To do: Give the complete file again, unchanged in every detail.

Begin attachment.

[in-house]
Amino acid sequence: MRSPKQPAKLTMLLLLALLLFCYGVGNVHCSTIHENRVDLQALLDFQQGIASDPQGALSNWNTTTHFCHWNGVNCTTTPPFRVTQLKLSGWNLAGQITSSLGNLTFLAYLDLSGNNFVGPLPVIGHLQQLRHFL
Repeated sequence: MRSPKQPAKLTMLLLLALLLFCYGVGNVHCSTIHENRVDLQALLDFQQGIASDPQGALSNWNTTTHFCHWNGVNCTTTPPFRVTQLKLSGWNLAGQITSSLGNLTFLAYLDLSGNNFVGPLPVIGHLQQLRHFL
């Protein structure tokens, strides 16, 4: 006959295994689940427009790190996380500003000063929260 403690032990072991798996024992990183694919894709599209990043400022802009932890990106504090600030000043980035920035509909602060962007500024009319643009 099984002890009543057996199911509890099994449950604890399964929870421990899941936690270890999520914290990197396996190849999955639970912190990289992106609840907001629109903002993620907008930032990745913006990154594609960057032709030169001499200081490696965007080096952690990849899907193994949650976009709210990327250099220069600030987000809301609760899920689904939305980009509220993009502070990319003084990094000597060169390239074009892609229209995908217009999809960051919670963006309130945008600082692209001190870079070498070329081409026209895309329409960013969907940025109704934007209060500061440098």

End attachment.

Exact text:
[in-house]
Amino acid sequence: MRSPKQPAKLTMLLLLALLLFCYGVGNVHCSTIHENRVDLQALLDFQQGIASDPQGALSNWNTTTHFCHWNGVNCTTTPPFRVTQLKLSGWNLAGQITSSLGNLTFLAYLDLSGNNFVGPLPVIGHLQQLRHFL
Repeated sequence: MRSPKQPAKLTMLLLLALLLFCYGVGNVHCSTIHENRVDLQALLDFQQGIASDPQGALSNWNTTTHFCHWNGVNCTTTPPFRVTQLKLSGWNLAGQITSSLGNLTFLAYLDLSGNNFVGPLPVIGHLQQLRHFL
């Protein structure tokens, strides 16, 4: 006959295994689940427009790190996380500003000063929260 403690032990072991798996024992990183694919894709599209990043400022802009932890990106504090600030000043980035920035509909602060962007500024009319643009 099984002890009543057996199911509890099994449950604890399964929870421990899941936690270890999520914290990197396996190849999955639970912190990289992106609840907001629109903002993620907008930032990745913006990154594609960057032709030169001499200081490696965007080096952690990849899907193994949650976009709210990327250099220069600030987000809301609760899920689904939305980009509220993009502070990319003084990094000597060169390239074009892609229209995908217009999809960051919670963006309130945008600082692209001190870079070498070329081409026209895309329409960013969907940025109704934007209060500061440098």